The higher your VedaScore, the less likely it is an adverse event will be recorded on your file and the less of a risk you will appear to lenders. The lower your credit score the riskier you will appear as a borrower.

  • Below average to average (0-509). It's more likely an adverse event will be recorded on your file in the next 12 months. You are in the bottom 20% of Veda's credit-active population.
  • Average (510-621). This score suggests that it's likely that you will incur an adverse event in the next 12 months. Your score places you in the bottom 21-40% of the credit-active population.
  • Good (622-725). Adverse events are less likely to be recorded for the next 12 months. You fall in the mid-range (41-60%) of Veda's credit-active population.
  • Very good (726-832). Unfavourable events are unlikely to be recorded onto your credit file within the next 12 months. Your score places you in the second-highest percentile range of the credit-active population (61-80%)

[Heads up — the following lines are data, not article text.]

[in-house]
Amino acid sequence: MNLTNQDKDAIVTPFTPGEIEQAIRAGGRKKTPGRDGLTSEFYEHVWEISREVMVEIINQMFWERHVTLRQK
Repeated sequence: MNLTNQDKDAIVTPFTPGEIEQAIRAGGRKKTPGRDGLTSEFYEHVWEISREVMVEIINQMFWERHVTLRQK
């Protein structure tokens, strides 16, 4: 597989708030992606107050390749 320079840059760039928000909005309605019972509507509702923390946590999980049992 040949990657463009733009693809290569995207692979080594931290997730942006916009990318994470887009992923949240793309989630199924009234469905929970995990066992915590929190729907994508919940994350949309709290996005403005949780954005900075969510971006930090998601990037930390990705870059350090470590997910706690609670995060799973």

• Excellent (833-1200). Adverse events are highly unlikely to happen within the next 12 months when compared to the average Australian. The odds of no adverse events occurring on your credit file in the next 12 months are five times better than the population average and you are in the top percentile range (81-100%).

How is your VedaScore calculated?

Your credit score is calculated using the information on your credit report and there are a number of factors that take into account your risk as a borrower. These include:

  • Type of credit provider. There may be different levels of risk when approaching different lenders. A non-traditional lender may have a different level of risk than a bank or credit union.
  • The size of credit requested. Both the type and size of the loan or credit limit you’re requesting can affect your VedaScore. Mortgages have a different level of risk compared to credit cards.
  • The number of credit enquiries. Every time you apply for a credit product, the credit provider obtains a copy of your file and the application is noted. If you've shopped around for credit and applied at a number of places in one space of time, it flags you as a higher risk. The pattern of credit enquiries over time also affects the level of risk.